The Champ, once more!
July 04 2016 10:48 PM
A signed 130-page production-used script of The Greatest by Muhammad Ali in 1977.

In the minimally lit eastern gallery on the fourth floor of the Museum of Islamic Art, the everlasting magic of charismatic boxing legend-activist Muhammad Ali glows warm and bright through an impressive spread of memorabilia.
Titled ‘Muhammad Ali: Tribute to a Legend’, Qatar Museums’ (QM) heartfelt homage to the three-time world heavyweight boxing champion presents us with “a unique collection of artefacts spanning the first 18 years of his 21-year professional boxing career, from 1960 until 1978”.
The exhibition, which brings together 20-odd artefacts that have been collected and curated under the auspices of the 3-2-1 Olympic and Sports Museum, will be open to public from Thursday. Muhammad Ali, formerly Cassius Clay, passed away on June 3 at the age of 74.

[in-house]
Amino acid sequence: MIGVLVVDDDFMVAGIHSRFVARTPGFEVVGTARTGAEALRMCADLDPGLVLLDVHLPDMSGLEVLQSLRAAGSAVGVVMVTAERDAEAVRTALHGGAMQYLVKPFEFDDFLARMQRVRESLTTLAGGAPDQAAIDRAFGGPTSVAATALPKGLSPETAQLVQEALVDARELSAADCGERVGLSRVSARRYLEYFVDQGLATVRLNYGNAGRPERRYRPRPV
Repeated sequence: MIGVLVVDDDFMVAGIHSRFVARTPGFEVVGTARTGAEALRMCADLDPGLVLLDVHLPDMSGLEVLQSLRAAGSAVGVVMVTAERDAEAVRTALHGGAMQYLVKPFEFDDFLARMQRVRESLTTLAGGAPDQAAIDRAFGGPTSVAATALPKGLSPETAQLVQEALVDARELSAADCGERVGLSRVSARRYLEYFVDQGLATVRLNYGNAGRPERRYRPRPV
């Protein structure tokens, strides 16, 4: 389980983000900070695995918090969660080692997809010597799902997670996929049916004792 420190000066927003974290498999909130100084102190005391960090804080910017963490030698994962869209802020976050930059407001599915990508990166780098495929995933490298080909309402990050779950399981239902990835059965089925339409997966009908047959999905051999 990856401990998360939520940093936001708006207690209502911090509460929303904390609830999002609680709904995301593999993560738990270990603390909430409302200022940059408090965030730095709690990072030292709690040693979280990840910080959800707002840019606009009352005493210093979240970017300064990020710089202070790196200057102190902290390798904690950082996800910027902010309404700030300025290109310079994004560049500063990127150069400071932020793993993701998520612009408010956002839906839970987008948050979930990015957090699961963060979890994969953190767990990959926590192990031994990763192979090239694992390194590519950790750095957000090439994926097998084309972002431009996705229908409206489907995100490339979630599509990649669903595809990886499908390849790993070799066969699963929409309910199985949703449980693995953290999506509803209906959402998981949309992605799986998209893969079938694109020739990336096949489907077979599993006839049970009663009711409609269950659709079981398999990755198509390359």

To make good sense of the “narrative” and offer you solid reasons to visit the exhibition, Community gives you a ringside glimpse into the objects on display:
l A black and white photograph featuring Muhammad Ali and Joe Frazier at a press conference in advance of their October 1st, 1975, Heavyweight Championship dubbed the Thrilla in Manila, Philippines. Ali would win the fight in the 14th round by technical knockout. The photograph is signed by Ali and Frazier in blue marker.
l A comic book published by DC Comics in 1978 featuring Superman vs. Muhammad Ali. The 72-page book features Superman teaming up with the Heavyweight boxing champion to defeat an alien invasion of Earth. The comic is signed “Muhammad Ali” in black marker.
l Muhammad Ali over Sonny Liston signed photograph in the ring, May 25, 1965. The black/white version of arguably the most famous sports photo ever. This photograph has been personally signed by Muhammad Ali.
l An original white felt pennant from the October 29, 1974, World Heavyweight Boxing Championship fight between Muhammad Ali and George Foreman. The fight, known as The Rumble in the Jungle, was held in Kinshasa, Zaire, Africa. Signed by Ali in black marker.